Any insurance agent worth their salt will tell you that you should buy as much car insurance as you can afford. While this is a good rule of thumb, your question might be what you are actually covering on your car once you have purchased the insurance. Below are coverage definitions:
Comprehensive: Covers your car, and sometimes other cars you may be driving, for losses resulting from incidents other than collision. For example, comprehensive insurance covers damage to your car if it is stolen, or if it is damaged by floor, fire, or animals. It also covers windshields that are cracked from passing vehicles throwing stones. There is usually a deductible, which means you have to pay that amount towards repair before your insurance kicks in. The amount of the deductible varies, but to keep your premiums low, select as high a deductible as you feel comfortable paying out of pocket.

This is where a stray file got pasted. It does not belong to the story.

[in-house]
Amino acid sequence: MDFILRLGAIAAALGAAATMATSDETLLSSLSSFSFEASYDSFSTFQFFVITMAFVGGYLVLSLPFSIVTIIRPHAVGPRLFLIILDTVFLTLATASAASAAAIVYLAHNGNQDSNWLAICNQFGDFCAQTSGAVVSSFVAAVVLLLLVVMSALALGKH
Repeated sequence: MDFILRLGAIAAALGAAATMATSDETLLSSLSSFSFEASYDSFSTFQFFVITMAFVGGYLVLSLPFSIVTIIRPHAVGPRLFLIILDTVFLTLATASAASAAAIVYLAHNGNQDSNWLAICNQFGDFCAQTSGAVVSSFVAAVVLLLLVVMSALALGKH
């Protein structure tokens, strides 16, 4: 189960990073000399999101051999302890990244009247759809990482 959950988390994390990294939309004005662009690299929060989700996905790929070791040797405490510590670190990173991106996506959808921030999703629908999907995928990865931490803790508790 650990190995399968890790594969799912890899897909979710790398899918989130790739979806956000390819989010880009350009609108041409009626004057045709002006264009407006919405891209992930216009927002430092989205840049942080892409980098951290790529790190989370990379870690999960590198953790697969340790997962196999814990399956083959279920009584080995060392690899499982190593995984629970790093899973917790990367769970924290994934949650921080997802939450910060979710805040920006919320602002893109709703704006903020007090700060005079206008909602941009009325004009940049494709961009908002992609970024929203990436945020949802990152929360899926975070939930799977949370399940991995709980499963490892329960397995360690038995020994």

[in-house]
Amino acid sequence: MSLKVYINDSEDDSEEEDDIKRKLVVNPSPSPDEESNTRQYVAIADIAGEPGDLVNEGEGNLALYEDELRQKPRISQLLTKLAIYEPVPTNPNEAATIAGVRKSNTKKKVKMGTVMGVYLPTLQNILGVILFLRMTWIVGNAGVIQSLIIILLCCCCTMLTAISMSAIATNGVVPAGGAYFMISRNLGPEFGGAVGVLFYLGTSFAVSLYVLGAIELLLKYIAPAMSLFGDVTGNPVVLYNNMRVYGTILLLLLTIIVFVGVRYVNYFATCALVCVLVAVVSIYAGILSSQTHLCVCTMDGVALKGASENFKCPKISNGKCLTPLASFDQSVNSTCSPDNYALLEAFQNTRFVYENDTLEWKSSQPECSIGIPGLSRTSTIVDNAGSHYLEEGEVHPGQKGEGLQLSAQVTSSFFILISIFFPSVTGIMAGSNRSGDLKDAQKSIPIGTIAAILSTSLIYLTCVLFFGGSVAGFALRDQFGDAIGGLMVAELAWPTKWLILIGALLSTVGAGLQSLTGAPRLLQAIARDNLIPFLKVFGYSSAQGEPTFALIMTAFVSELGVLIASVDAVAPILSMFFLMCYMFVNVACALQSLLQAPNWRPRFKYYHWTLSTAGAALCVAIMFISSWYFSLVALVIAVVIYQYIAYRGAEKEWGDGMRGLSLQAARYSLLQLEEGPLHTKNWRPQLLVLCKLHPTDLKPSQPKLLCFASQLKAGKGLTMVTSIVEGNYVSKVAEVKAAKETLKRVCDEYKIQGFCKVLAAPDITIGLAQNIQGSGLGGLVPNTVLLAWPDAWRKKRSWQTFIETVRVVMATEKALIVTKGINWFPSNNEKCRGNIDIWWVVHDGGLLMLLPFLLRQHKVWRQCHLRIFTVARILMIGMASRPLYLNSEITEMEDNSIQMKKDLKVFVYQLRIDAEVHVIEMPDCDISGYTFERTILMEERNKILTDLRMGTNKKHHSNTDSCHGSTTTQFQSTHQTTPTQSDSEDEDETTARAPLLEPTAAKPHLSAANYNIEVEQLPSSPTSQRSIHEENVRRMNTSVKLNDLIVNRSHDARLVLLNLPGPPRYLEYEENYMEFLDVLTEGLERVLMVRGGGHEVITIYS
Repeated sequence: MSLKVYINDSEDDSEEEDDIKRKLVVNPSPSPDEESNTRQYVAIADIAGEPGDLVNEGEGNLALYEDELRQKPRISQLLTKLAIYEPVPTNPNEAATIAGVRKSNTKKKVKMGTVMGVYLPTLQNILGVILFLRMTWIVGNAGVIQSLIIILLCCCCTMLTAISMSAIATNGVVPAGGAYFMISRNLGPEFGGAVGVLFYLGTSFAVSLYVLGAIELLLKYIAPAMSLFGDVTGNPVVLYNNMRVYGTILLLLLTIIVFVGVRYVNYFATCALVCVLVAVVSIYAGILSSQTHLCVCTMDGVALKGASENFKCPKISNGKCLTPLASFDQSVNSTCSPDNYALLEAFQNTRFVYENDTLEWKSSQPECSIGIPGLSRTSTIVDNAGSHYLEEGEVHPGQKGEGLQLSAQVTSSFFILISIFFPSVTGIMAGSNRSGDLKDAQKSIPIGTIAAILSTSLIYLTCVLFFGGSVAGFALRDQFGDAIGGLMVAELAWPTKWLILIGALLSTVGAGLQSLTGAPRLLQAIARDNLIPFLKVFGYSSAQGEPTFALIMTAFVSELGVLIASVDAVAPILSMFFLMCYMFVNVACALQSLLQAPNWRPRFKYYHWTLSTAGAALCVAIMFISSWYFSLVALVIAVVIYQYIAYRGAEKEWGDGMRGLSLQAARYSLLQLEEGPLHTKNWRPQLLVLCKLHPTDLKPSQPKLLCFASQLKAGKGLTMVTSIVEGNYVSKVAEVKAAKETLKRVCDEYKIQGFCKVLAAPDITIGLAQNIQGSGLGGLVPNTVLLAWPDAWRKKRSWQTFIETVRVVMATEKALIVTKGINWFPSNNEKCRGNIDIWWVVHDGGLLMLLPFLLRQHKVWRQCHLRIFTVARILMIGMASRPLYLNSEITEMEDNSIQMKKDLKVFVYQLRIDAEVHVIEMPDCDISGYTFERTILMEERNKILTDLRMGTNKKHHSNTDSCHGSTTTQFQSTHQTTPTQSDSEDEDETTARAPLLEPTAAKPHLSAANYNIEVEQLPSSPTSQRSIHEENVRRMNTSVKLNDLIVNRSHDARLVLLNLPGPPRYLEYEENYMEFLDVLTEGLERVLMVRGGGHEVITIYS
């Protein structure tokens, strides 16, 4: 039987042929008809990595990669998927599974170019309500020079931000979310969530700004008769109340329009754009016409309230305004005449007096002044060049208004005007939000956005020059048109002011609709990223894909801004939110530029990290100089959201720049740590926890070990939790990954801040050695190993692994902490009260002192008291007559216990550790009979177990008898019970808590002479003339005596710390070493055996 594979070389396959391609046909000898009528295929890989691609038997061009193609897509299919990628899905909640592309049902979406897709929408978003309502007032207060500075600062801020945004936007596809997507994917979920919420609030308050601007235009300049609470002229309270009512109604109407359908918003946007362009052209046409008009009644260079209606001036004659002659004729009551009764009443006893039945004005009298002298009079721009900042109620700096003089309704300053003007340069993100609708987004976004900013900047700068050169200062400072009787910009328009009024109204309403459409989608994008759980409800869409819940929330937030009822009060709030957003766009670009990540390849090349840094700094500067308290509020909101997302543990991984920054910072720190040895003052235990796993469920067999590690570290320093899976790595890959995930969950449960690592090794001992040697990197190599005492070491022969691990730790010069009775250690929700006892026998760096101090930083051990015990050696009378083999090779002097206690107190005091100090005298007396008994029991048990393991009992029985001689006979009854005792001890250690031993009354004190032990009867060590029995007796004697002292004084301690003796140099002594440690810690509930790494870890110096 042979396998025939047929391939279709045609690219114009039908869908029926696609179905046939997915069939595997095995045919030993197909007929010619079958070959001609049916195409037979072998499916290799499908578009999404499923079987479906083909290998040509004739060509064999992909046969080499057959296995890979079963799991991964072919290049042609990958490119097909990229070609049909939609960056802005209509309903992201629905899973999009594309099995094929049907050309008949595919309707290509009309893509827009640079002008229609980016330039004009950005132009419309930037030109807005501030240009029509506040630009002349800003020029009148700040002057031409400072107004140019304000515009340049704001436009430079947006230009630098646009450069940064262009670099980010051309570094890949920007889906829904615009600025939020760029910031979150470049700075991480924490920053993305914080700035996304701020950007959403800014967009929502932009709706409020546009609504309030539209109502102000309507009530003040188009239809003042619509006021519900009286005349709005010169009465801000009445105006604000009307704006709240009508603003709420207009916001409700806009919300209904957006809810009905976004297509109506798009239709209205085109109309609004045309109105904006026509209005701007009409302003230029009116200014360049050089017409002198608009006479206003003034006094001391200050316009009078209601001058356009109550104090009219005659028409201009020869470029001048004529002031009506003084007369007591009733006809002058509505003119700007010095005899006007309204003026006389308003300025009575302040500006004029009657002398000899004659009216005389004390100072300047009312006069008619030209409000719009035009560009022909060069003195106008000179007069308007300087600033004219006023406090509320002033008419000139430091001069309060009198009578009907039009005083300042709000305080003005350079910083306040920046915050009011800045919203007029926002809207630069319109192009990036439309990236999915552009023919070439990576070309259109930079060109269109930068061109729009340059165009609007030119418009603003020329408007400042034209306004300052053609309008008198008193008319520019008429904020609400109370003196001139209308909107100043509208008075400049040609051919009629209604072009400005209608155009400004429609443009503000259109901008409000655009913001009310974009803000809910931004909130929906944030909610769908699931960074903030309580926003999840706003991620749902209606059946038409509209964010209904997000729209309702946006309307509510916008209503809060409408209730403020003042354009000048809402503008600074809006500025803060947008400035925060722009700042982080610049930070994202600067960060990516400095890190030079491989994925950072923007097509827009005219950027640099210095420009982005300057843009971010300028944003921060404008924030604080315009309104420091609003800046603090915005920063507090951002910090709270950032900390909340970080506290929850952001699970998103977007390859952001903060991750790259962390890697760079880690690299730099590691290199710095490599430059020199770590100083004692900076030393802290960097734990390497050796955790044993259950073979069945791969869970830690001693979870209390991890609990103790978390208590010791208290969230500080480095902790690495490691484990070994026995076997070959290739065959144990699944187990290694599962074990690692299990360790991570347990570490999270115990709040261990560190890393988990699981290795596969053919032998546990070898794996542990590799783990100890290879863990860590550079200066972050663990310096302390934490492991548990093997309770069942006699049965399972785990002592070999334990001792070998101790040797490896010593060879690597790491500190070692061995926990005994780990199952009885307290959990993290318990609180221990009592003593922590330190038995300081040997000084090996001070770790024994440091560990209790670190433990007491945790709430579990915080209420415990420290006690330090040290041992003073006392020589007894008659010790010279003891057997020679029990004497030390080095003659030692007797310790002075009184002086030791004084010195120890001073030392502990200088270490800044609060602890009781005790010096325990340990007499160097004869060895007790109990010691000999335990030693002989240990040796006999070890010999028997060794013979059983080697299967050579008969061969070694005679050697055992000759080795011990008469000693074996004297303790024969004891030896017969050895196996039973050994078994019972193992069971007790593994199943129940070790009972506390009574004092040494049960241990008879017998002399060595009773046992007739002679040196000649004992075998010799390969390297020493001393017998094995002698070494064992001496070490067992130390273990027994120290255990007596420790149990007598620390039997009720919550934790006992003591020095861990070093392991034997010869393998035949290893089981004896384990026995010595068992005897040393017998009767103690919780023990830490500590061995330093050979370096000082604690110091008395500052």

Collision: Covers damage to your car when your car hits, or is hit by, another vehicle, or another object. There is usually a deductible, as described above. Older cars owners might consider dropping this coverage, since coverage is normally limited to the cash value of your car.
Remember, whatever you purchase, your coverage is limited to the terms and conditions contained in your own policy.
Adapted from an article from CarInsurance.com – 05/14/2009
Next month – Continue discussion on coverage definitions of car insurance.
Law Offices of Buckland & Schumm, P.S. We offer free consultations and have over 27 years experience EXCLUSIVELY in personal injury law, with a long history of success helping accident victims understand their legal rights.